That this particular improvement was less than breathtakingly good news was signaled by the headline. It came in the form of a question: “Could the Long Decline in Young-Adult Homeownership Be Nearing an End?” Fannie asked (possibly hoping the readers would supply more information). The reason for the indecision was clarified in the article’s Summary, which stated that the researchers had prepared several projection scenarios for young-adult housing ownership. These showed that ‘strong underlying population growth trends’ demonstrate how even small improvements in those trends “could generate increases in young owner-occupants in coming years.”

In other words, if there are more young adults, there might be more young adult homeowners. Not stated was how long it took the Sherlocks on the research staff to come up with that finding.

In case this sounds silly, it’s actually not quite that bad. During the worst years of the housing bust, the number of young homeowners decreased despite the fact that their proportion of the population grew…so the projection might indicate an end to that negative momentum. That decline has in fact slowed gradually…but in the three projections made by the Census Bureau, one shows continued decline, the next a slight increase, and the third, a robust increase (twice that registered during the housing boom). For the big question: which of the three is most likely to occur, the answer is (wait for it):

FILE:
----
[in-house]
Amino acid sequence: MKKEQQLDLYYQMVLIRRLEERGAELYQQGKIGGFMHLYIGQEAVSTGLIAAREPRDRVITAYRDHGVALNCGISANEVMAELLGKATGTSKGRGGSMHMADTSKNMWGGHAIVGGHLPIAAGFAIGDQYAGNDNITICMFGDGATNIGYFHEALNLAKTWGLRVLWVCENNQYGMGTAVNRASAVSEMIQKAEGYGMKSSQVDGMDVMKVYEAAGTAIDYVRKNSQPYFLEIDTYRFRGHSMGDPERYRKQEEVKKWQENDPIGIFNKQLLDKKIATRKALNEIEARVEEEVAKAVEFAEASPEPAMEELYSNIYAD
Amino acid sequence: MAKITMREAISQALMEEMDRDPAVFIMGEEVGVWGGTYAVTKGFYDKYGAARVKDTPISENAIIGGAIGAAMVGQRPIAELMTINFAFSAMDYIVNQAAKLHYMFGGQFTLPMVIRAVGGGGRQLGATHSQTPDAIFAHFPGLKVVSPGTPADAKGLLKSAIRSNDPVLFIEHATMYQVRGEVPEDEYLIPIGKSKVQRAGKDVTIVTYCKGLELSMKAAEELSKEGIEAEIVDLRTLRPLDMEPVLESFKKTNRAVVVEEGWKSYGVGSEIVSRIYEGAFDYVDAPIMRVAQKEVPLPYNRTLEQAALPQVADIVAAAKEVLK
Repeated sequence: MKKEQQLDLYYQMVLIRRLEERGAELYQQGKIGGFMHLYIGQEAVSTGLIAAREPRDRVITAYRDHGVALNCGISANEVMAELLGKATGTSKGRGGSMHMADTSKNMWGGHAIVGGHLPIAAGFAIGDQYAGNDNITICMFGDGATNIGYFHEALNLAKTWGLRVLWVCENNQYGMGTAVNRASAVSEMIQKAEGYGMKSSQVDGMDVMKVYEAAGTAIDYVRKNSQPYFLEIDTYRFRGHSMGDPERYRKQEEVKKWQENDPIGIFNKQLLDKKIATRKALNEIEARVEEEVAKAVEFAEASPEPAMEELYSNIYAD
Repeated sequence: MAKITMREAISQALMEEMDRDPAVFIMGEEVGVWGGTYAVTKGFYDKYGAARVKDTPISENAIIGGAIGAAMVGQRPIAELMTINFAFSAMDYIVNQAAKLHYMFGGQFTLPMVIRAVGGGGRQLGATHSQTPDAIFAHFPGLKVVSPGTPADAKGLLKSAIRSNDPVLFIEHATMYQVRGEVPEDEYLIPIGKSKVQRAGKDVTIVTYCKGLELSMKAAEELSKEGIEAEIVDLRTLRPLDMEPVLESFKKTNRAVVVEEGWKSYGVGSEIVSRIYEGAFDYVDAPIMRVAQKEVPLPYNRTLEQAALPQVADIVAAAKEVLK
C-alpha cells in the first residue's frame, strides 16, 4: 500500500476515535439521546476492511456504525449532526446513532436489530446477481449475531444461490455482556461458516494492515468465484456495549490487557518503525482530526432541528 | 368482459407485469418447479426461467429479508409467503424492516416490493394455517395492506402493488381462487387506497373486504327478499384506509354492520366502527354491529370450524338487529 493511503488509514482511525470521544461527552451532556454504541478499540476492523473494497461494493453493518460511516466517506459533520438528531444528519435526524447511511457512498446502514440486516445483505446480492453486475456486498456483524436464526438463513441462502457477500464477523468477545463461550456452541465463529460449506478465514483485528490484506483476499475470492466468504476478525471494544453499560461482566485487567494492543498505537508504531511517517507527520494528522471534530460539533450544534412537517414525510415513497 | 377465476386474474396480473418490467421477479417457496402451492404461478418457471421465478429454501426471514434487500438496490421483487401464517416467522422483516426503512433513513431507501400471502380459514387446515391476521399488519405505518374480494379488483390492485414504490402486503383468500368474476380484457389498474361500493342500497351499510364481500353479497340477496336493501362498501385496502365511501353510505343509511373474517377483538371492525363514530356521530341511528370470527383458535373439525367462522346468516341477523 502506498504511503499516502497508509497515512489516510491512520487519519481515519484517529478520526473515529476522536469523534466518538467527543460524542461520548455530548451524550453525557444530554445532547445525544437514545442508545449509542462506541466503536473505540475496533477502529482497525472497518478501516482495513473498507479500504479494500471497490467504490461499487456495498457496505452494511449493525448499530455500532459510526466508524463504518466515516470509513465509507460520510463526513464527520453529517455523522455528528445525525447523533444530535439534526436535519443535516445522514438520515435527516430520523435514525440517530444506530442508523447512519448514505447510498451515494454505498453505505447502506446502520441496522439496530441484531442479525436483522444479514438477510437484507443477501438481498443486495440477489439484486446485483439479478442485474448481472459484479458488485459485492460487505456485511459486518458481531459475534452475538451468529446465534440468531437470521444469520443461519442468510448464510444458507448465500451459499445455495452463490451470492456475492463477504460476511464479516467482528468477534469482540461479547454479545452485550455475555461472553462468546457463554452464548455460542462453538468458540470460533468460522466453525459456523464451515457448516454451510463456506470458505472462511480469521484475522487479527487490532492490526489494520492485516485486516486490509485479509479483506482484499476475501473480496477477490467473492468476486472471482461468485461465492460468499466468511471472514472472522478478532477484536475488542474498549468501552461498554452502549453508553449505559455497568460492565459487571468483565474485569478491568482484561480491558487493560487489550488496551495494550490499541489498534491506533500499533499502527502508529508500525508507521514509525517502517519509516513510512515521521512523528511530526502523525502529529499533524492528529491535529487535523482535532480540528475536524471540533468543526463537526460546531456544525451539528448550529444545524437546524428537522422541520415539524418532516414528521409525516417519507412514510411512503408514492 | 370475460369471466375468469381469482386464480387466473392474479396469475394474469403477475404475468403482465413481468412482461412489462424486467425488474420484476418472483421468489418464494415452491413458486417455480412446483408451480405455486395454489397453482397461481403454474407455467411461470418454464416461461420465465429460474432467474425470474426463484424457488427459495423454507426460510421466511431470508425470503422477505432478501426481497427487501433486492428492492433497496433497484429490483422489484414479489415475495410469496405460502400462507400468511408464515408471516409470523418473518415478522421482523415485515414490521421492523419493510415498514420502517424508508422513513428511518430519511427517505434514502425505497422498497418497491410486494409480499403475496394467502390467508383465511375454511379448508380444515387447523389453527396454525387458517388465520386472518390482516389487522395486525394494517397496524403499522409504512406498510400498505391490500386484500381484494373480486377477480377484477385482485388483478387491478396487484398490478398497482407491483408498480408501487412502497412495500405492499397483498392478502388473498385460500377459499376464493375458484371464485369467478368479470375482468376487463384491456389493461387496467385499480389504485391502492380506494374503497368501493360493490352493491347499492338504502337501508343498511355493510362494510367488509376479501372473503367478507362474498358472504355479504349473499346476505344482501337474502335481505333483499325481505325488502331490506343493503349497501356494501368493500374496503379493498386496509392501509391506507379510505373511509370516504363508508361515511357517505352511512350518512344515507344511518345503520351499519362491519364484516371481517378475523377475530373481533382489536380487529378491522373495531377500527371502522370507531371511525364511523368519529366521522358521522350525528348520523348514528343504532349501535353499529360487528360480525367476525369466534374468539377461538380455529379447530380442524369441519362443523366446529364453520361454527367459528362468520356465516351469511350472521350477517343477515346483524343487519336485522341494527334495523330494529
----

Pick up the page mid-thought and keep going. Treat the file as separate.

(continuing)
It’s difficult to predictbut stability or modest improvement in homeownership is certainly plausible.”

That might have raised the excitement level to about 3—especially here, where the Lewes housing picture does in fact include properties that are great fits for first time homeowners. With home loan interest rates still enabling extremely doable monthly mortgage payment numbers, even some of those young adults who think their financial square pegs can’t fit the homeownership round hole might learn otherwise. The way to find out? Call/Text me Russell Stucki at (302) 228-7871, email me at This email address is being protected from spambots. You need JavaScript enabled to view it., visit more listings at